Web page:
To mark UHC Day, WHO is launching two new tools: one to help governments design and deliver the right service coverage packages for their populations; and a second to provide people with reliable information to support the everyday decisions they make to protect their health and well-being.
“The World Cup is the greatest prize in football, and the greatest prize in life is good health and well-being,” said Dr Tedros Adhanom Ghebreyesus, WHO Director-General. “Health is not a luxury for the rich, but a fundamental human right, and the foundation of peaceful, prosperous and sustainable economies and societies. The tools we are launching today will help governments and individuals to realise that right.”
UHC Day 2022 comes at a critical time when countries across the world are rebuilding from the impacts of the COVID-19 pandemic while facing many other crises such as economic and energy constraints, climate change and conflict.
UHC Day kicks off the countdown to the high-level meeting on UHC which will be held at the United Nations General Assembly in 2023. Heads of State and Government, at the first high-level meeting on UHC in 2019, affirmed that health is a precondition for and an outcome and indicator of the social, economic and environmental dimensions of sustainable development. They strongly recommitted to achieve UHC by 2030 by scaling up the global effort to build a healthier world for all. The 2023 meeting is an opportunity to take stock of progress and galvanize political support and global action towards achieving UHC targets.
On the eve of the semi-finals of the FIFA World Cup 2022™, WHO and its Goodwill Ambassador for Sport and Health, football legend Didier Drogba, led UHC Day celebrations in Doha, Qatar. This formed part of a full day of activities organized by the Education Above All Foundation to put a spotlight on the United Nations Sustainable Development Goal 3: Good health and well-being.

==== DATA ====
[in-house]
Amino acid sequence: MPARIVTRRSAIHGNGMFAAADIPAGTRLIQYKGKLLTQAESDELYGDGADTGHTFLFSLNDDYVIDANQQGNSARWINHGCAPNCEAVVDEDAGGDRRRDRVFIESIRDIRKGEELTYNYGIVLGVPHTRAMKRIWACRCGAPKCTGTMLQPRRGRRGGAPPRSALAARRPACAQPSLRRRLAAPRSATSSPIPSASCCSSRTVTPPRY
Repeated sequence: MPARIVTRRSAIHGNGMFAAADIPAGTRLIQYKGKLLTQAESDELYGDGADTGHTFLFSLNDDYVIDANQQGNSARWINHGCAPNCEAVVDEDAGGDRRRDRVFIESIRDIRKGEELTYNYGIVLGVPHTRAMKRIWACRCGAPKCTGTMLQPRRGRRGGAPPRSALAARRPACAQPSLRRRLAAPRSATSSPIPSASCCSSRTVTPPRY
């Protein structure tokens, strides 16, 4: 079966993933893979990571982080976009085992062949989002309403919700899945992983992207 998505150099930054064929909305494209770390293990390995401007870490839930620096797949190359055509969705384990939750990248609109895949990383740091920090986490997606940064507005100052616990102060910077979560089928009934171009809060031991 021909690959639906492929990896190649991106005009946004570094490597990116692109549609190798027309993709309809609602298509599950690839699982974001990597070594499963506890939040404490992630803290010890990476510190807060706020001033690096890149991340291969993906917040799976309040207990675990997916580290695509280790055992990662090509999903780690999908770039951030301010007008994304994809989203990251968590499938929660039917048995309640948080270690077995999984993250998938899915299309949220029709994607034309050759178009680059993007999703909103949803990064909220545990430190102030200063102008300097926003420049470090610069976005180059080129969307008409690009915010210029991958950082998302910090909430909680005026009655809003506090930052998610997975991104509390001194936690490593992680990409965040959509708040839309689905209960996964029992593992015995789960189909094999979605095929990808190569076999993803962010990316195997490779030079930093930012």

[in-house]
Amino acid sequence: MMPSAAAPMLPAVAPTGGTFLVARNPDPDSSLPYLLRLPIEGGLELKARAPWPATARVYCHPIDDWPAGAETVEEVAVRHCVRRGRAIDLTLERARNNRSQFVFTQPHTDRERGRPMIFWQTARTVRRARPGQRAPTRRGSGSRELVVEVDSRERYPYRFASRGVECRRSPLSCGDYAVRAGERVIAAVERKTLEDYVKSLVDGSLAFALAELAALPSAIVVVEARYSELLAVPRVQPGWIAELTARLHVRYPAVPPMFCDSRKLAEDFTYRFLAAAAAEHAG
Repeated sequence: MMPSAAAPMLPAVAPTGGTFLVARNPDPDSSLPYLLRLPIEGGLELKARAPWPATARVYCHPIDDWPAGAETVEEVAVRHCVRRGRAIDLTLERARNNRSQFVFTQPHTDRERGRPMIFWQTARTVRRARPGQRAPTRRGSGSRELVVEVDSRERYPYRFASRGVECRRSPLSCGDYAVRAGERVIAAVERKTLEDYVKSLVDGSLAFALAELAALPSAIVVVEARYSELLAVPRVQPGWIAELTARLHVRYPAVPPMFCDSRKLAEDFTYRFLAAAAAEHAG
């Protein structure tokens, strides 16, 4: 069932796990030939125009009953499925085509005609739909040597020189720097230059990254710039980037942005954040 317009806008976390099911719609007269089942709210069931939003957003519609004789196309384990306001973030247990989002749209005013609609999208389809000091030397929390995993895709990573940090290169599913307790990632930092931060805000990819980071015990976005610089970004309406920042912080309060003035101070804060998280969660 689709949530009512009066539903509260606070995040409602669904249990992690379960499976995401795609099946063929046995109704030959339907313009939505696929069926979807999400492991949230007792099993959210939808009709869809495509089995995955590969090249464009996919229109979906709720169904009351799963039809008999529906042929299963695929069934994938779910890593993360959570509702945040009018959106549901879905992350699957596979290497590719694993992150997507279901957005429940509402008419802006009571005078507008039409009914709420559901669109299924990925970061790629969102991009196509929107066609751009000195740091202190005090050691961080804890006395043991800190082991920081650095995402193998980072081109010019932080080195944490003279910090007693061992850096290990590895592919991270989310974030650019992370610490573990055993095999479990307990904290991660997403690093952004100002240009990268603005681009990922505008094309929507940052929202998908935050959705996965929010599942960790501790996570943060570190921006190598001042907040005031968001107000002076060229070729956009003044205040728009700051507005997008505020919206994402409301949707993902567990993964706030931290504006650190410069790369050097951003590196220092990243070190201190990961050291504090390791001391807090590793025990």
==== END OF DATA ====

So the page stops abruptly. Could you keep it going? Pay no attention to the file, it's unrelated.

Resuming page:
“I found myself in the unusual place where if I had problems on the field, help arrived quickly, and we’ve seen how vital that support can be lately. But off the field, we know, this isn’t always the case,” Didier Drogba said. “Ill-equipped clinics, unsupported health workers, and not enough medicines and vaccines put people’s well-being at risk around the world. Good health needs a team effort, so we need governments to commit to policies that support Universal Health Coverage and give everyone access to what it takes to be healthy. When we team up for health for all, we all win.”
Football enthusiasts of all ages moved to show their support for health for all as electronic dance artist and vocalist, The Mad Stuntman, performed his famous song, “I Like to Move It,” highlighting the importance of staying active and the role of sport in promoting good health and well-being.